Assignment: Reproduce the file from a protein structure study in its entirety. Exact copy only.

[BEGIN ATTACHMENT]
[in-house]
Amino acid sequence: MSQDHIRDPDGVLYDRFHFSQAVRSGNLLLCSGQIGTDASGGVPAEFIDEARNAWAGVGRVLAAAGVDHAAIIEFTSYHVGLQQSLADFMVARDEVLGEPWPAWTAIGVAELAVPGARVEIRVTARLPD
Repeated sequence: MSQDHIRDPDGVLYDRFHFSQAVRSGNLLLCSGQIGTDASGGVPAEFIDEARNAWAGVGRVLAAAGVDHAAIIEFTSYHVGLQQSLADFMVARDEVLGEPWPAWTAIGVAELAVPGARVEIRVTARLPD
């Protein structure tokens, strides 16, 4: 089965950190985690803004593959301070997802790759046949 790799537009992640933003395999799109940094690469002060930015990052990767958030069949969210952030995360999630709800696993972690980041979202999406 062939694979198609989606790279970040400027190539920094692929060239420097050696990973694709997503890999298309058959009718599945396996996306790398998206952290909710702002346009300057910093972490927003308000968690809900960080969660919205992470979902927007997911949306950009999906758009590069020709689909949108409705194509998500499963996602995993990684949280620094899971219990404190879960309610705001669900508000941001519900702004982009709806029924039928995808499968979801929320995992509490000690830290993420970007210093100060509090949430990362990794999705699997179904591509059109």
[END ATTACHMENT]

[in-house]
Amino acid sequence: MSQDHIRDPDGVLYDRFHFSQAVRSGNLLLCSGQIGTDASGGVPAEFIDEARNAWAGVGRVLAAAGVDHAAIIEFTSYHVGLQQSLADFMVARDEVLGEPWPAWTAIGVAELAVPGARVEIRVTARLPD
Repeated sequence: MSQDHIRDPDGVLYDRFHFSQAVRSGNLLLCSGQIGTDASGGVPAEFIDEARNAWAGVGRVLAAAGVDHAAIIEFTSYHVGLQQSLADFMVARDEVLGEPWPAWTAIGVAELAVPGARVEIRVTARLPD
């Protein structure tokens, strides 16, 4: 089965950190985690803004593959301070997802790759046949 790799537009992640933003395999799109940094690469002060930015990052990767958030069949969210952030995360999630709800696993972690980041979202999406 062939694979198609989606790279970040400027190539920094692929060239420097050696990973694709997503890999298309058959009718599945396996996306790398998206952290909710702002346009300057910093972490927003308000968690809900960080969660919205992470979902927007997911949306950009999906758009590069020709689909949108409705194509998500499963996602995993990684949280620094899971219990404190879960309610705001669900508000941001519900702004982009709806029924039928995808499968979801929320995992509490000690830290993420970007210093100060509090949430990362990794999705699997179904591509059109």